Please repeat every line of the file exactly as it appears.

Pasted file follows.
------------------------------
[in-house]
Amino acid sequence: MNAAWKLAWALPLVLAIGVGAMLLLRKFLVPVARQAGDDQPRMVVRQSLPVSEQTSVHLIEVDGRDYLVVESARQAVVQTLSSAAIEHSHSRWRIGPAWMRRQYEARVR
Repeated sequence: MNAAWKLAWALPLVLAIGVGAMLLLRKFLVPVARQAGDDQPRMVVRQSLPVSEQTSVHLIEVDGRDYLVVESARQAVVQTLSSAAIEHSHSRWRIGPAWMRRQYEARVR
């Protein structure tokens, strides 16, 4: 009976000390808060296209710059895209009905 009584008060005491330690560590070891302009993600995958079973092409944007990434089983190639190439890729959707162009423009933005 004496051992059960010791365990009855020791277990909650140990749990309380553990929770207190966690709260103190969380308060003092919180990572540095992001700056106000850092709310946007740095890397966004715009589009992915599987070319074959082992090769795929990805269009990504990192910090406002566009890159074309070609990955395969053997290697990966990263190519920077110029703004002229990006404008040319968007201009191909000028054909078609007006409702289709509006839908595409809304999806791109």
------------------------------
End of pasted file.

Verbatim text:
[in-house]
Amino acid sequence: MNAAWKLAWALPLVLAIGVGAMLLLRKFLVPVARQAGDDQPRMVVRQSLPVSEQTSVHLIEVDGRDYLVVESARQAVVQTLSSAAIEHSHSRWRIGPAWMRRQYEARVR
Repeated sequence: MNAAWKLAWALPLVLAIGVGAMLLLRKFLVPVARQAGDDQPRMVVRQSLPVSEQTSVHLIEVDGRDYLVVESARQAVVQTLSSAAIEHSHSRWRIGPAWMRRQYEARVR
């Protein structure tokens, strides 16, 4: 009976000390808060296209710059895209009905 009584008060005491330690560590070891302009993600995958079973092409944007990434089983190639190439890729959707162009423009933005 004496051992059960010791365990009855020791277990909650140990749990309380553990929770207190966690709260103190969380308060003092919180990572540095992001700056106000850092709310946007740095890397966004715009589009992915599987070319074959082992090769795929990805269009990504990192910090406002566009890159074309070609990955395969053997290697990966990263190519920077110029703004002229990006404008040319968007201009191909000028054909078609007006409702289709509006839908595409809304999806791109």